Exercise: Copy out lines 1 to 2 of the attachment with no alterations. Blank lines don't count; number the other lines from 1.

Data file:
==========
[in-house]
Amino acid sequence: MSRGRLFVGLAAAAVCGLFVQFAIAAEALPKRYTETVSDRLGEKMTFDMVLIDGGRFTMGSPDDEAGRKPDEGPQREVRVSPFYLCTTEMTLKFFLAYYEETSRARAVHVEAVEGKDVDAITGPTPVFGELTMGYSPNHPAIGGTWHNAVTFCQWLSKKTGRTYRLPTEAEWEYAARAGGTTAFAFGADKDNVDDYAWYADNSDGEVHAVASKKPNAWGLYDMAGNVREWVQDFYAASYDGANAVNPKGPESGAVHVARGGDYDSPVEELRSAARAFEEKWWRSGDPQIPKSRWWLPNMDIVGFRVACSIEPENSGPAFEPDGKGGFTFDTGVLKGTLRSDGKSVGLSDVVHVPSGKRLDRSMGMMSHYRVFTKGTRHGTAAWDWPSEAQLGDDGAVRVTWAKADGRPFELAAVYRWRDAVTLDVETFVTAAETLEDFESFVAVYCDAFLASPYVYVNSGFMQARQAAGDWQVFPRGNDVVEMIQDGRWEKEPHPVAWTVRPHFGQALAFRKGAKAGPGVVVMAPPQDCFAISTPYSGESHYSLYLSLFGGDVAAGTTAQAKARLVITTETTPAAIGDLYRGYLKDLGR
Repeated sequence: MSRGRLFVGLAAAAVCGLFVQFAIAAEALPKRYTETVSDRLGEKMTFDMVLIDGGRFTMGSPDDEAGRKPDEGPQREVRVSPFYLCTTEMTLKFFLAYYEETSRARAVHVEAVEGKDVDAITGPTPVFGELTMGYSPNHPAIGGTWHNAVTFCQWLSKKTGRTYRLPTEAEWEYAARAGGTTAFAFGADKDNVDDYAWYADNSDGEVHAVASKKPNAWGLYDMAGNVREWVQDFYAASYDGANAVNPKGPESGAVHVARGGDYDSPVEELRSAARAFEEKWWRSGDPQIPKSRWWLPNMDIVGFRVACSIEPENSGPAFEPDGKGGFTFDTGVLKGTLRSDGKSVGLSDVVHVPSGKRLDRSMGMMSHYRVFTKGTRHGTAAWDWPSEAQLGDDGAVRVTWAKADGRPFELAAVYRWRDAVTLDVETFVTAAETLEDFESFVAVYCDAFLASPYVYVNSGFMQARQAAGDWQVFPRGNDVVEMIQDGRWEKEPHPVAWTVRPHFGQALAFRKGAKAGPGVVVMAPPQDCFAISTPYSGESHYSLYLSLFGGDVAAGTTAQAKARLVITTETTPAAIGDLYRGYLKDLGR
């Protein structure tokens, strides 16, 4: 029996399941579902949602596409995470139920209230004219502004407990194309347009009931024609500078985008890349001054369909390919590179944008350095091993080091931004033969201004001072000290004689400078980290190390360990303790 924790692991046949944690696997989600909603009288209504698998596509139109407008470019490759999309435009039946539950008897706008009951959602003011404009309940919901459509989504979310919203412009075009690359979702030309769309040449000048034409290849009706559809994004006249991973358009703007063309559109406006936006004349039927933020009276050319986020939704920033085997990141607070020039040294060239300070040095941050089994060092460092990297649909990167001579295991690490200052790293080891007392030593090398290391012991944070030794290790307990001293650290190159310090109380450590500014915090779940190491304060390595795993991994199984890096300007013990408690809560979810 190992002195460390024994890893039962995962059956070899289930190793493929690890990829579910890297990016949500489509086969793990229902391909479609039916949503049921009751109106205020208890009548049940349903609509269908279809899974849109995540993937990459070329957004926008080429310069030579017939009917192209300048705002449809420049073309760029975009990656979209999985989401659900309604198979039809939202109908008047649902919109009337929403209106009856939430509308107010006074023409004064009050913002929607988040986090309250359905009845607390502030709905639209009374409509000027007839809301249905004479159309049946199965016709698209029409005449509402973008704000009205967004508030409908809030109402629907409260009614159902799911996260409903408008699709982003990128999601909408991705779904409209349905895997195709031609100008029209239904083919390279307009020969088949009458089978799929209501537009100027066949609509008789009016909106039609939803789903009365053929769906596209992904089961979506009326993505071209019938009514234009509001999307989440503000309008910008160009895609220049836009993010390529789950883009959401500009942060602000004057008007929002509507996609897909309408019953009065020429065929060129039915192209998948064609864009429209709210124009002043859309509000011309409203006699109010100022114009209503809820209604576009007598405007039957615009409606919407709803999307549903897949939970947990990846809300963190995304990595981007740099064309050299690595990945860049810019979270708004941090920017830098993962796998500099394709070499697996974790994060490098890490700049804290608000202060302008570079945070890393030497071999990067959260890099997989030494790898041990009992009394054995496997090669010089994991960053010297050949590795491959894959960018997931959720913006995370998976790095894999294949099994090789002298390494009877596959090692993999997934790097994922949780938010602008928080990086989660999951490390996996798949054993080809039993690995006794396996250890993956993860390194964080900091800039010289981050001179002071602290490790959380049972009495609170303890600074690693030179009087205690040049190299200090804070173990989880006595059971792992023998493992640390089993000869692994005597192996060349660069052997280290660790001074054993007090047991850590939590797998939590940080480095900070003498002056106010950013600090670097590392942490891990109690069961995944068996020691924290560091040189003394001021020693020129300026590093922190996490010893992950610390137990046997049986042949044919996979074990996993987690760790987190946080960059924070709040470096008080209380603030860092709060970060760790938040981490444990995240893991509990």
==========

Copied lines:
[in-house]
Amino acid sequence: MSRGRLFVGLAAAAVCGLFVQFAIAAEALPKRYTETVSDRLGEKMTFDMVLIDGGRFTMGSPDDEAGRKPDEGPQREVRVSPFYLCTTEMTLKFFLAYYEETSRARAVHVEAVEGKDVDAITGPTPVFGELTMGYSPNHPAIGGTWHNAVTFCQWLSKKTGRTYRLPTEAEWEYAARAGGTTAFAFGADKDNVDDYAWYADNSDGEVHAVASKKPNAWGLYDMAGNVREWVQDFYAASYDGANAVNPKGPESGAVHVARGGDYDSPVEELRSAARAFEEKWWRSGDPQIPKSRWWLPNMDIVGFRVACSIEPENSGPAFEPDGKGGFTFDTGVLKGTLRSDGKSVGLSDVVHVPSGKRLDRSMGMMSHYRVFTKGTRHGTAAWDWPSEAQLGDDGAVRVTWAKADGRPFELAAVYRWRDAVTLDVETFVTAAETLEDFESFVAVYCDAFLASPYVYVNSGFMQARQAAGDWQVFPRGNDVVEMIQDGRWEKEPHPVAWTVRPHFGQALAFRKGAKAGPGVVVMAPPQDCFAISTPYSGESHYSLYLSLFGGDVAAGTTAQAKARLVITTETTPAAIGDLYRGYLKDLGR